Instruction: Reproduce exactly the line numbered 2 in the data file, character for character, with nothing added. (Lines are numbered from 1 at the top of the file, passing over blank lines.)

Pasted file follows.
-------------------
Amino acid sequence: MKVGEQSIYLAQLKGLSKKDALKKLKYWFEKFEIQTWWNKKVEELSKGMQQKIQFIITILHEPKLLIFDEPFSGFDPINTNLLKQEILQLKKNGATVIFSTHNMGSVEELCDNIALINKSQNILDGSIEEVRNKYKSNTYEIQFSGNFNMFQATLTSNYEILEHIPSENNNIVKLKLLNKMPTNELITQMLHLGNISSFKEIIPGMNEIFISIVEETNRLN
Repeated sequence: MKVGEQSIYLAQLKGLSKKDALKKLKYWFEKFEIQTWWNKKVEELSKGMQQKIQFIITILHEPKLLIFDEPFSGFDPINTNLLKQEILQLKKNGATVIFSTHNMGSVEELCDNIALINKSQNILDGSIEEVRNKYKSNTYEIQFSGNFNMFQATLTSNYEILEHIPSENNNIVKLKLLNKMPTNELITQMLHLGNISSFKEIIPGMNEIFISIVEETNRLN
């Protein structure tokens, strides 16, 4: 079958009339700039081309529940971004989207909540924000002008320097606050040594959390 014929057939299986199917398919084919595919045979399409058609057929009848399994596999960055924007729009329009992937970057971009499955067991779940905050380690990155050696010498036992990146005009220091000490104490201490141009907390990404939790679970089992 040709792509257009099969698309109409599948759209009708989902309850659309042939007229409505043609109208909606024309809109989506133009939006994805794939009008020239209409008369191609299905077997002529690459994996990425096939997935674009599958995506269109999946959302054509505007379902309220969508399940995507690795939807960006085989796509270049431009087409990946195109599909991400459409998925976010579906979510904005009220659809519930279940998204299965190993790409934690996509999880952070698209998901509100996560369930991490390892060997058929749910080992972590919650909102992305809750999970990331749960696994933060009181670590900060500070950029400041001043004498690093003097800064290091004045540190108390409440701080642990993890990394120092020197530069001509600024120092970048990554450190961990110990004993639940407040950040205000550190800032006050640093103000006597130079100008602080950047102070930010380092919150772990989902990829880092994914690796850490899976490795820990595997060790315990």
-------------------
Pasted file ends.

Repeated sequence: MKVGEQSIYLAQLKGLSKKDALKKLKYWFEKFEIQTWWNKKVEELSKGMQQKIQFIITILHEPKLLIFDEPFSGFDPINTNLLKQEILQLKKNGATVIFSTHNMGSVEELCDNIALINKSQNILDGSIEEVRNKYKSNTYEIQFSGNFNMFQATLTSNYEILEHIPSENNNIVKLKLLNKMPTNELITQMLHLGNISSFKEIIPGMNEIFISIVEETNRLN